Though faith in Jesus has made us aliens in worldly estimation, yet God has positioned us to show forth His Son, “not with enticing words of man’s wisdom, but in demonstration of the Spirit and of power” (I Corinthians 2:4).
Can anyone remember this? “Say one more word and I’ll scream. Show me now!” (from Eliza in the 1964 classic movie My Fair Lady starring Audrey Hepburn and Rex Harrison). This sums up the sentiment held by so many students-in-class, speech-listeners-for-exams, excuse-makers-before-Mom or -Dad, perhaps the U.S. Congress, etc., etc. Some like to blabber just to listen to themselves multiply words. But get ready for a shock: if you really want to get to know somebody, words are not enough . . .if you ask God. One time Jesus said, “By their fruits ye shall know them” (Matthew 7:16, 20), whereby we understand that knowing someone requires more than just judging their words or weighing their actions: we must also discern the environment or the fruits these bring.
Catch this in the narrative about our Lord in Luke’s Gospel in chapter 8:1, 2 – “And it came to pass afterward” (i.e., after ‘a woman in the city which was a sinner, who also anointed his feet with ointment and with her tears’ – an environment Jesus created), “that he went throughout every city and village, preaching and showing the glad tidings of the kingdom of God: and the twelve were with him, and certain women, which had been healed of evil spirits and infirmities, Mary called Magdalene, out of whom went seven devils, and Joanna . . . and Susanna . . . and many others, which ministered unto him of their substance” (emphasis mine). Note that Jesus wasn’t just ‘preaching’ but also ‘showing-the-glad-tidings’ of the kingdom of God. Or if you prefer, the Greek Text has this four-word English phrase in just one word, εὐαγγελιζόμενος, a present active deponent participle, in the nominative case, masculine in gender, singular, and adverbial as it describes the circumstance of the verb, how ‘he went throughout every city and village,’ which he did by preaching and showing the good news of the Kingdom of God. And “showing” could be roughly translated if we’re allowed to do a little inventing in English, good-news-ing the kingdom, or demonstrating the Good News, which he did in the heavenly ecosystem of healing and driving out devils.
So we could say that Jesus was presenting the kingdom of God in word (‘preaching’) but also in demonstration (‘showing’) of what happens when God’s rule and reign touch earth. And he wasn’t doing this just here in Luke 8. Interesting. And it raises many questions, like: Should this be our model also? In what sense should it not be our model? More specifically, should we understand that this model of the ministry by Jesus in ‘preaching and showing’ is obsolete, altered or lessened by the Resurrection and the outpouring of the Spirit, or by the Scriptures themselves so as not to apply to us? Would anyone even be interested in a gospel that, when preached, did not produce signs and wonders? Would they sense a certain something was missing?So I’m asking again, would God want us to present Jesus like this, in a culture of signs and wonders? Since one of the gifts of the Holy Spirit is “the working of miracles” (I Corinthians 12:10), should we conclude that a miracle today would be a contradiction or a confirmation of Scripture? If we think it’s okay to delete the ‘showing the Good News’ for today, are we denying the narrative of Luke, saying it has no bearing on our presentation of him? Can we justify a gospel that has no ‘showing’? Is that ‘another gospel’ that has no grace to heal and deliver (Galatians 1: 6)?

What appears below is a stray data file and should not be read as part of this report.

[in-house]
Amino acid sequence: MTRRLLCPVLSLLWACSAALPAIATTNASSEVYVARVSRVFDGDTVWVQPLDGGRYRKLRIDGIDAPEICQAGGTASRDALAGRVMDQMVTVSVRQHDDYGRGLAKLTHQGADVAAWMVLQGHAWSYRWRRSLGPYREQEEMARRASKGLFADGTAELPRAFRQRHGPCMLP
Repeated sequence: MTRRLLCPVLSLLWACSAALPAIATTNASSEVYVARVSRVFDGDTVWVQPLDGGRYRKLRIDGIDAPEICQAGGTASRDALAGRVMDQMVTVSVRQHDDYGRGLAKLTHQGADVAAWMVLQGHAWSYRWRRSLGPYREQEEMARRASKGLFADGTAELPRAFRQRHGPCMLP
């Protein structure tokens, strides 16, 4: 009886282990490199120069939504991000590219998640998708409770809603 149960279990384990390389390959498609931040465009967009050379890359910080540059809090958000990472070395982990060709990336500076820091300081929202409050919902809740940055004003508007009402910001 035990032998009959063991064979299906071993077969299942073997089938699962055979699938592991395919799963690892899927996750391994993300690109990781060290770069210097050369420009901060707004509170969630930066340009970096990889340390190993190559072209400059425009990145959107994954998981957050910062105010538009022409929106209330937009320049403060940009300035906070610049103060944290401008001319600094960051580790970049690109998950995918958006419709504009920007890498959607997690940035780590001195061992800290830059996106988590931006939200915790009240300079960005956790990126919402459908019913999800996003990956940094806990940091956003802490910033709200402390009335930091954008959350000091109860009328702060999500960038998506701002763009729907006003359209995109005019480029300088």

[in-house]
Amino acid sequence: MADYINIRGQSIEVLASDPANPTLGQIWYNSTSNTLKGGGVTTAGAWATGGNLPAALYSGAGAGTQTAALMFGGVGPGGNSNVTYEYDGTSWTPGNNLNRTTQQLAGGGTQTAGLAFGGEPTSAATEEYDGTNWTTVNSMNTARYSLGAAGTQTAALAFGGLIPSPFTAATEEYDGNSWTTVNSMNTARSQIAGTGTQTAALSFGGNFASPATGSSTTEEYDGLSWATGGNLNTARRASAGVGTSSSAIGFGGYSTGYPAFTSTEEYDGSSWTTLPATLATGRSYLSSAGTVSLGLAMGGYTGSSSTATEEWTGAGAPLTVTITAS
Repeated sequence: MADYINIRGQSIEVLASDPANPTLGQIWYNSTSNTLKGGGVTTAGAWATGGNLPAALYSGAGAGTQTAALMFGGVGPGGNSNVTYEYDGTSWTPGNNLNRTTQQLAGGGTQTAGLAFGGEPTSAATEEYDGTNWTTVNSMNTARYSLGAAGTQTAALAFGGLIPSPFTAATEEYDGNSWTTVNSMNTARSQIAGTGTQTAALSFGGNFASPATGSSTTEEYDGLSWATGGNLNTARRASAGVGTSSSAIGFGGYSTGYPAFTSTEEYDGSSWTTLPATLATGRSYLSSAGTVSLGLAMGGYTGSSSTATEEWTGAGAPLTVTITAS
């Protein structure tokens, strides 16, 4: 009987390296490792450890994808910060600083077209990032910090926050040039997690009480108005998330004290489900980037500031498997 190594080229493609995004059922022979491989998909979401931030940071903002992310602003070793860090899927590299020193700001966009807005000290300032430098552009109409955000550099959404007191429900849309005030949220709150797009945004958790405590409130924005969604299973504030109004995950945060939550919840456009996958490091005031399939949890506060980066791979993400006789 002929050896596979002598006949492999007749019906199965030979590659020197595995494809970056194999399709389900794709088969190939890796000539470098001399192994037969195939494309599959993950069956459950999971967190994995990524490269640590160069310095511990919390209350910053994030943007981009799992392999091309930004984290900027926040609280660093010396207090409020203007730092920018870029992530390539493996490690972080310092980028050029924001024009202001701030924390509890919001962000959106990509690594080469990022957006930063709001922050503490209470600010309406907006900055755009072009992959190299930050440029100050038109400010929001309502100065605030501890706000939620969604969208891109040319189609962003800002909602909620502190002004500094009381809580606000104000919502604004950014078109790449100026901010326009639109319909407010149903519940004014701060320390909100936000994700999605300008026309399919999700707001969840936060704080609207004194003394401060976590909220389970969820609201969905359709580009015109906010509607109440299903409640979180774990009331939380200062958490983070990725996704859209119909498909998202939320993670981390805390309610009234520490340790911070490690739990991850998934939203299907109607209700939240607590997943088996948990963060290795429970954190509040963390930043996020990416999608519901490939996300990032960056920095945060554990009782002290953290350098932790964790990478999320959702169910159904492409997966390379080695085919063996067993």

On the other hand, what would ‘preaching that brought an environment of healing’ look like (Acts 14:9-10)? Isn’t this so far beyond me?! How can I ever get hold of it? And if this is his pattern for me, how can this working of the Lord get hold of me? Doesn’t the working of miracles demonstrate the goodness of God, which is what the grace of our Lord is all about? Wouldn’t that generate faith exponentially in his power to save? And if healing were the context or backstory or the hubbub going on in the background and interrupting the service, wouldn’t that enhance the preaching of the Gospel?
Didn’t Jesus think so?
And moreover, wouldn’t he want us to expand where preaching and healing could happen, not just in church, but everywhere we go, just like Luke reports Jesus did, in ‘every city and village’? Since the secular culture defies us to stay behind our stained glass barrier and views Christ as a threat to society, is it okay with Jesus if we present him in a culture of healing everywhere we go, like to the auto parts store, the bank, the market, where spontaneous works of power could accompany our preaching, even if we are a bunch of nobodies (cf. Acts 5:12)? Do you get the idea that you can’t do this without him, but you don’t want to do anything less? Did he intend for you to duplicate his ministry of healing (John 14:12)? Did he go to the Cross so that you could get his Spirit, not only to be saved but also to demonstrate him? Or would you be bored out of your mind to work with him like this? And finally, it must be asked, how and/or when will you start presenting Jesus as the New Testament believers did?